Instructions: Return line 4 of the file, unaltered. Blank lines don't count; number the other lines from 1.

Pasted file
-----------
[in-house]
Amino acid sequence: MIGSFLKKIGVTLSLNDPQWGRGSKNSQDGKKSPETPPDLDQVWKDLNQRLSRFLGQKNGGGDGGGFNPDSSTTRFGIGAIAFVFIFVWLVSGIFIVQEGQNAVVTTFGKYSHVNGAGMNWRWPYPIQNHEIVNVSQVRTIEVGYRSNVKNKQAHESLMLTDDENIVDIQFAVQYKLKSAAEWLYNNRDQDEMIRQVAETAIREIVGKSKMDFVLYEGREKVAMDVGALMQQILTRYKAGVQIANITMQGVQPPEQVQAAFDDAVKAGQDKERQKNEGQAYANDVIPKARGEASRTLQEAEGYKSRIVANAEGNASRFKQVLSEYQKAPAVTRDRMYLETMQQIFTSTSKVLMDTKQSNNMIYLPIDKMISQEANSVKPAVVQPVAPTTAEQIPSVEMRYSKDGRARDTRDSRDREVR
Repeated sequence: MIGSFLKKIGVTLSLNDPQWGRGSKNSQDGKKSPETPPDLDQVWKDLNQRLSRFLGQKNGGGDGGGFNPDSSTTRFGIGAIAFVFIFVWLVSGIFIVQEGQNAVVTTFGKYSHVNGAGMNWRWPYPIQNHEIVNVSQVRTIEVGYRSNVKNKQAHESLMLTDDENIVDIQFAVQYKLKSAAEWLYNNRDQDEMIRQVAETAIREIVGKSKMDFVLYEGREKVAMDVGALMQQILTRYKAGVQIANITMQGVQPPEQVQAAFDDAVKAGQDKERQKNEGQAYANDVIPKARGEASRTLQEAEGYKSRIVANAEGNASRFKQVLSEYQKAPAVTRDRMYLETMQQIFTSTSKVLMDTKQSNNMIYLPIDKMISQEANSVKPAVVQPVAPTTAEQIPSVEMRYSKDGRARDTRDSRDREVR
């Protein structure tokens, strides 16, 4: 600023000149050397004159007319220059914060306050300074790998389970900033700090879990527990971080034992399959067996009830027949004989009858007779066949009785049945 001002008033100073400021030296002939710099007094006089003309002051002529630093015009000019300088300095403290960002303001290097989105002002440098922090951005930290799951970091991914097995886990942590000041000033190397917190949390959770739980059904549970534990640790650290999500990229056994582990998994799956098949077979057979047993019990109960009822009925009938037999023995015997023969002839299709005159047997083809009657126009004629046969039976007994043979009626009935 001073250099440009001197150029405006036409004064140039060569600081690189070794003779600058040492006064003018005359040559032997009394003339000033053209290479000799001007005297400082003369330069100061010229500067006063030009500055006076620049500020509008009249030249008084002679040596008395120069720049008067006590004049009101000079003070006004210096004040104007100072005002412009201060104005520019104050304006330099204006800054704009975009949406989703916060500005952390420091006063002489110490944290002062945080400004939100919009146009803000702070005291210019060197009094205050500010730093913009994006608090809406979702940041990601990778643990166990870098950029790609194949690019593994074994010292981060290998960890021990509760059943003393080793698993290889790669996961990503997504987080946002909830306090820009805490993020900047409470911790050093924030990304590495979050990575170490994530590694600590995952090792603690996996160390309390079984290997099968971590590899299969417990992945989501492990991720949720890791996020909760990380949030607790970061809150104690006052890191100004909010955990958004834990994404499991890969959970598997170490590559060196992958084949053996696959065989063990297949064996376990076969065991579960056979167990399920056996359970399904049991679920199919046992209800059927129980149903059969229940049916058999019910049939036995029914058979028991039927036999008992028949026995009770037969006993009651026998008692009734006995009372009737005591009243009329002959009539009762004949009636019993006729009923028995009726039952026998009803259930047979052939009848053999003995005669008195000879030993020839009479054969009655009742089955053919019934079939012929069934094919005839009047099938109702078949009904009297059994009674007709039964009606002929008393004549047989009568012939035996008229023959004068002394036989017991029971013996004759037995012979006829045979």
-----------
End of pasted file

């Protein structure tokens, strides 16, 4: 600023000149050397004159007319220059914060306050300074790998389970900033700090879990527990971080034992399959067996009830027949004989009858007779066949009785049945 001002008033100073400021030296002939710099007094006089003309002051002529630093015009000019300088300095403290960002303001290097989105002002440098922090951005930290799951970091991914097995886990942590000041000033190397917190949390959770739980059904549970534990640790650290999500990229056994582990998994799956098949077979057979047993019990109960009822009925009938037999023995015997023969002839299709005159047997083809009657126009004629046969039976007994043979009626009935 001073250099440009001197150029405006036409004064140039060569600081690189070794003779600058040492006064003018005359040559032997009394003339000033053209290479000799001007005297400082003369330069100061010229500067006063030009500055006076620049500020509008009249030249008084002679040596008395120069720049008067006590004049009101000079003070006004210096004040104007100072005002412009201060104005520019104050304006330099204006800054704009975009949406989703916060500005952390420091006063002489110490944290002062945080400004939100919009146009803000702070005291210019060197009094205050500010730093913009994006608090809406979702940041990601990778643990166990870098950029790609194949690019593994074994010292981060290998960890021990509760059943003393080793698993290889790669996961990503997504987080946002909830306090820009805490993020900047409470911790050093924030990304590495979050990575170490994530590694600590995952090792603690996996160390309390079984290997099968971590590899299969417990992945989501492990991720949720890791996020909760990380949030607790970061809150104690006052890191100004909010955990958004834990994404499991890969959970598997170490590559060196992958084949053996696959065989063990297949064996376990076969065991579960056979167990399920056996359970399904049991679920199919046992209800059927129980149903059969229940049916058999019910049939036995029914058979028991039927036999008992028949026995009770037969006993009651026998008692009734006995009372009737005591009243009329002959009539009762004949009636019993006729009923028995009726039952026998009803259930047979052939009848053999003995005669008195000879030993020839009479054969009655009742089955053919019934079939012929069934094919005839009047099938109702078949009904009297059994009674007709039964009606002929008393004549047989009568012939035996008229023959004068002394036989017991029971013996004759037995012979006829045979």